• You answer their questions.
  • Your fans and followers promote your stuff.
  • You earn their trust.

Expert content shows someone your authority on a particular subject. This isn’t bragging though. This is proof. There is a big difference.

This content can look like one of the following examples:

  1. Testimonials
  2. Video interviews
  3. Blog posts showcasing your expertise in a way that helps the user
  4. Social shares, comments

Expert content is what establishes you or your company as industry leaders. It sets you above your competition because it places you in the category of “trusted.”

Curated Content

This is content developed by others. You act as the curator. There is so much content out there that no one has time to read it all.

Your job as a content curator is to find the content that your audience needs and share it with them. There are some easy ways to find good content…

  1. Set up Google Alerts – just type in some of your keywords and Google will send you related articles in your email daily.
  2. Subscribe to industry newsletters – I subscribe to a bunch of these, most I stumbled upon through my Google Alerts.
  3. Read – read blogs, articles, etc.
  4. Channels like Scoop.It! where others are curating content.

Then, you can start sharing these with your social audience as well as your website audience. Take the best pieces you find and include them in your blog. (Be sure to give proper attribution; don’t plagiarize.) This could be a video, podcast or another blog post.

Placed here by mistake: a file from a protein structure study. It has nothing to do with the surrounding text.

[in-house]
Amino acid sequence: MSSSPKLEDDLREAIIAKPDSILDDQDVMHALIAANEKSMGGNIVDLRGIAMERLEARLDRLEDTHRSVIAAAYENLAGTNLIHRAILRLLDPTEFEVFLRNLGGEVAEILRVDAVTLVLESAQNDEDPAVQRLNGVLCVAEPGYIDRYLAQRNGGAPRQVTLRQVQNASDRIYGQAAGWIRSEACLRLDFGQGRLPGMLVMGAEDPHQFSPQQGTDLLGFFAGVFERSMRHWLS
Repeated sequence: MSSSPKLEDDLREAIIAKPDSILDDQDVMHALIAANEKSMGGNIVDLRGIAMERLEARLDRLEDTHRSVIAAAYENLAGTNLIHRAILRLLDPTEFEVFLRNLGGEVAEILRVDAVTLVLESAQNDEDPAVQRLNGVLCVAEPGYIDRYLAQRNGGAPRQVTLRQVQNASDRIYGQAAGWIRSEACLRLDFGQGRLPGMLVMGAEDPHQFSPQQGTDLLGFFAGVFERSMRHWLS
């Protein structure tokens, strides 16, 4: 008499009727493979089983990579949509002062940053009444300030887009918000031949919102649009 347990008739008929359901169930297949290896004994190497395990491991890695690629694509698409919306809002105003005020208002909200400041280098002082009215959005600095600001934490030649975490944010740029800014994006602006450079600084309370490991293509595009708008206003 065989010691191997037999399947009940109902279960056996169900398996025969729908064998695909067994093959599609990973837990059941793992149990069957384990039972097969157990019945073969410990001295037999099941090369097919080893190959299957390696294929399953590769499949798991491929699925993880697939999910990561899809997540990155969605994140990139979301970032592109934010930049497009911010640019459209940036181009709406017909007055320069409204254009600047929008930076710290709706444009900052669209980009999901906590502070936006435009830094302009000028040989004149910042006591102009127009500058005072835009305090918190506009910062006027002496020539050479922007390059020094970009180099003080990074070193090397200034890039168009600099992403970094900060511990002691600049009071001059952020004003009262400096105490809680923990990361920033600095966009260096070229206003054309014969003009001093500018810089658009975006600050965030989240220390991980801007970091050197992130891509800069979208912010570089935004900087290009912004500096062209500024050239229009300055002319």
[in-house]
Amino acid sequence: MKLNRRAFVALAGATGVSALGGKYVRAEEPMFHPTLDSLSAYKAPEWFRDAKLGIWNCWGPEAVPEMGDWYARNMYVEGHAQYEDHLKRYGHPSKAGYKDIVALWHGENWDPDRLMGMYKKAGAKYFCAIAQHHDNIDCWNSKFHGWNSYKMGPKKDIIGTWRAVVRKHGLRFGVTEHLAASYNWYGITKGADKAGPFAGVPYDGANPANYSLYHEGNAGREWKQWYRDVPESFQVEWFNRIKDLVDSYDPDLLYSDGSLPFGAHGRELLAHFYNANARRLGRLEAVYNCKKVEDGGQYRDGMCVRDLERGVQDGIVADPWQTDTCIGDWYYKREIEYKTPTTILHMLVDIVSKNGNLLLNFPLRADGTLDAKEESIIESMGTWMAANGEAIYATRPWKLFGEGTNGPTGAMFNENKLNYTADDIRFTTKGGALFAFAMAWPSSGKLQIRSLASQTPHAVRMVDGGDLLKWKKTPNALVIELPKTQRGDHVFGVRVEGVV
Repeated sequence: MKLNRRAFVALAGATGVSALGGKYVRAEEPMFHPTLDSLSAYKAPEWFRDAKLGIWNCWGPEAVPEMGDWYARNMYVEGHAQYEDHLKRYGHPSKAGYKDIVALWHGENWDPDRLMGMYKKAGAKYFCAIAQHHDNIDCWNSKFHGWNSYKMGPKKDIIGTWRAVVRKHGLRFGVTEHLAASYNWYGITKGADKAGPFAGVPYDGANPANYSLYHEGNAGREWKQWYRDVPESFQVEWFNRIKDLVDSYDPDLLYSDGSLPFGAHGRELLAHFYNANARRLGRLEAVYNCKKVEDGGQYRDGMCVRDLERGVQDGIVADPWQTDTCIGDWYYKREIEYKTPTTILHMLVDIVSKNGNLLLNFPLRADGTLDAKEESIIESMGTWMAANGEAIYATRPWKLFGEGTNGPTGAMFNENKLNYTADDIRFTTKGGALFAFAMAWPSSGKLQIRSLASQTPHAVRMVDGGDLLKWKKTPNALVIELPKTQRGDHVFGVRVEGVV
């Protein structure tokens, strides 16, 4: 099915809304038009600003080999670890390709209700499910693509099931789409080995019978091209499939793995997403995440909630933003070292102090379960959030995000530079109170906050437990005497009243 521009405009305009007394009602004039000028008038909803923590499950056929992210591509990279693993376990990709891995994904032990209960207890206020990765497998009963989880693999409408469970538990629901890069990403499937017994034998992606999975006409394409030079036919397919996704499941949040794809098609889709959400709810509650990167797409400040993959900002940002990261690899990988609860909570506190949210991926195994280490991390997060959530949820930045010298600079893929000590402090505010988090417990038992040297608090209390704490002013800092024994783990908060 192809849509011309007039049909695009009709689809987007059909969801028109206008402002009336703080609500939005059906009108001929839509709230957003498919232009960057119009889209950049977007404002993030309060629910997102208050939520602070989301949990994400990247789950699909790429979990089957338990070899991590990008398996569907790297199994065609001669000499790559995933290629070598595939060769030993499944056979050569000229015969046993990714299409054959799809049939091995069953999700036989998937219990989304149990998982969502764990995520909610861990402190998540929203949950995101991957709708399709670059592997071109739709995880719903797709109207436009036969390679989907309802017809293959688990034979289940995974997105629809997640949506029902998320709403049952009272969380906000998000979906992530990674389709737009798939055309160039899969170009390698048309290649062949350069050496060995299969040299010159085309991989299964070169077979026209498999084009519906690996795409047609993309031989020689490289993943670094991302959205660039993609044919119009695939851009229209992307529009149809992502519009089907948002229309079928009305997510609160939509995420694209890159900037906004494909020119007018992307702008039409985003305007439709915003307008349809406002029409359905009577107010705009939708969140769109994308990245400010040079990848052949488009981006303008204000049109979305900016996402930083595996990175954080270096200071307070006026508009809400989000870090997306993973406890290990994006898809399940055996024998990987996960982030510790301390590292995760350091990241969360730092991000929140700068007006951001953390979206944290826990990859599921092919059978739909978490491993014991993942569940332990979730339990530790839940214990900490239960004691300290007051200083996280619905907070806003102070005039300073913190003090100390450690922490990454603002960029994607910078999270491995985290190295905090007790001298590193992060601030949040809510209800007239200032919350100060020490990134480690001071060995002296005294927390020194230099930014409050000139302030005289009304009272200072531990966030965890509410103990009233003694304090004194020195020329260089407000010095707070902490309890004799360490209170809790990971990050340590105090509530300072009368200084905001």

Include a link to the article, or embed the video or audio content and then write your own take on the subject as it relates specifically to your audience.

This does a few things…

  1. Builds your reputation as a trusted resource – you are not only sharing your knowledge but also the best offerings of others without expecting anything in return.
  2. Builds your social following – by consistently sharing useful information, you gain followers because people are always looking for good resources of the information they want.
  3. Builds your SEO (Search Engine Optimization) – by placing these content review posts on your site, you are associating your content with another expert and including your own original content with it – building authority and keyword rich content.

Search engines are always looking for sites that curate and organize content in a useful way. If yours is one of those sites, you will gain more attention from the search engines as well as your target audience.